Rabbi Moti Rieber, Lawrence Jewish Community Center, 917 Highland Drive:
The shofar is the symbol of Rosh Hashanah, the “Jewish new year,” which we will observe beginning tonight. It is so important that the Torah defines the holiday in reference to it: “You shall observe a sacred occasion,” it is written, “it shall be for you a day of blowing the horn.”
Other times when tradition mentions the shofar include the giving of Torah at Sinai, at the announcement of messianic redemption, and when the ancient Israelites were to go into battle. Each of these contain a teaching: First, the shofar reminds us of our heritage and history, which goes back 3,500 years. Second, the shofar reminds us that we are to work for a world where everyone has access to the necessary elements of life — food, health care, etc. This is called tikkun olam, or repair of the world, and is a core Jewish commitment today.
And third, Rosh Hashanah and Yom Kippur provide us with an opportunity to repair our relationships where needed and to examine and address our personal flaws and misdeeds. This is called “teshuvah,” or turning — turning back to God, and to each other. The shofar serves as a “call to battle” as we undertake this vital but difficult task.
The person who blows the shofar doesn’t have to be a rabbi. You’re looking for a combination of technical ability — it’s not easy to get a really good sound — and awareness of its spiritual significance. At the Lawrence Jewish Community Congregation, our primary shofar-blower is Stuart Levine, who in his younger days was a renowned professional French horn player. He’s elderly now, but somehow when it comes time for Rosh Hashanah, he finds the ability to give a mighty blow!
No doubt he is being assisted by heaven — as are we all, as we listen to the ancient, yet ever-new, call of the shofar.
— Send email to Moti Rieber at firstname.lastname@example.org.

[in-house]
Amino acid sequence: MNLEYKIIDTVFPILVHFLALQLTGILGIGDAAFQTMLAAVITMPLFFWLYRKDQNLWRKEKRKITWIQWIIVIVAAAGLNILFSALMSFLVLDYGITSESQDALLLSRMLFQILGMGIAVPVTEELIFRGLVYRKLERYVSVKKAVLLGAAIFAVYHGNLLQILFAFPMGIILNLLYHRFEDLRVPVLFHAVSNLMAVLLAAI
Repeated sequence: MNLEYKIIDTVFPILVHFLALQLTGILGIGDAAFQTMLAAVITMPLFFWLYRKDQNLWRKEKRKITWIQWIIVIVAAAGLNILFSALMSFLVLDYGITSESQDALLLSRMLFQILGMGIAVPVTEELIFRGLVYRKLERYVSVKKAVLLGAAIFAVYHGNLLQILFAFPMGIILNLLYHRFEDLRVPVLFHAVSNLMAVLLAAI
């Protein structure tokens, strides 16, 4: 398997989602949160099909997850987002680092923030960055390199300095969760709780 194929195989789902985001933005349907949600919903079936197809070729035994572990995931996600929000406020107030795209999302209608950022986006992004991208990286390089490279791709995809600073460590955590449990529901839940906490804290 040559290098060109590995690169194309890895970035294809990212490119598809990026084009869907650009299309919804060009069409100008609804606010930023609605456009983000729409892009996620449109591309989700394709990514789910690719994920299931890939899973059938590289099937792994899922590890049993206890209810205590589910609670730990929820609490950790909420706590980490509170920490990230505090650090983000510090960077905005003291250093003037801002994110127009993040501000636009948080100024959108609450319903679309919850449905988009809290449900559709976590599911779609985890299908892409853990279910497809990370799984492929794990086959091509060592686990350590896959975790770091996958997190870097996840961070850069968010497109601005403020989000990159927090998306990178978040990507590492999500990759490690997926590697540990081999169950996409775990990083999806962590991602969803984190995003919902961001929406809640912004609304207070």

Rabbi Zalman Tiechtel, Chabad Jewish Center, 1203 W. 19th St.:
One of the central points of the Jewish New Year is the sounding of the shofar, the ram’s horn.
It may look simple to blow the shofar, but you’ve got to play by the rules. Unless you know all the rules, it is best to leave it to your rabbi or another professional.
We use the shofar to produce a sequence of three sounds. One, long and uninterrupted. The next one is made up of short spurts of interrupted sounds, while the third, like the first, is continuous — a long sound again.
The first and third sounds represent perfection, as they continue unhindered, and even grow in power with time. It is the second one that sings a different song. The song of imperfection, of obstacles, challenges and inconsistencies. Of short spurts of energy because that’s all that can be mustered.
It tells the painful story of struggle, of many attempts, of an equal amount of failures, of shortness of breath. It speaks of limited resources, frustration, losses, setbacks, as well as sudden ends; all of which wrench at the heart like the desperate cry of a child.
But it also tells the story of unbeatable determination, of triumphs (small but many), of the strength to move forward, and of beginnings, all of which inspire hope and faith in the hearts of those who listen carefully, unable to help being moved.
There are things that are important to us, so we speak about them. There are things so important to us that the words flow out in a burst of emotion — rich words, expressive and vibrant.
And then there are things that shake us to the core. Things that do not care for the mind’s permission or for the right words — for the mind cannot fathom them, the most poignant words could not contain them. Things that can only break out in a cry, in a scream, and then in silence.
This is the sound of the shofar: The very core of our souls crying, “Father! Father!”
— Send email to Rabbi Zalman Tiechtel at rabbi@JewishKU.com.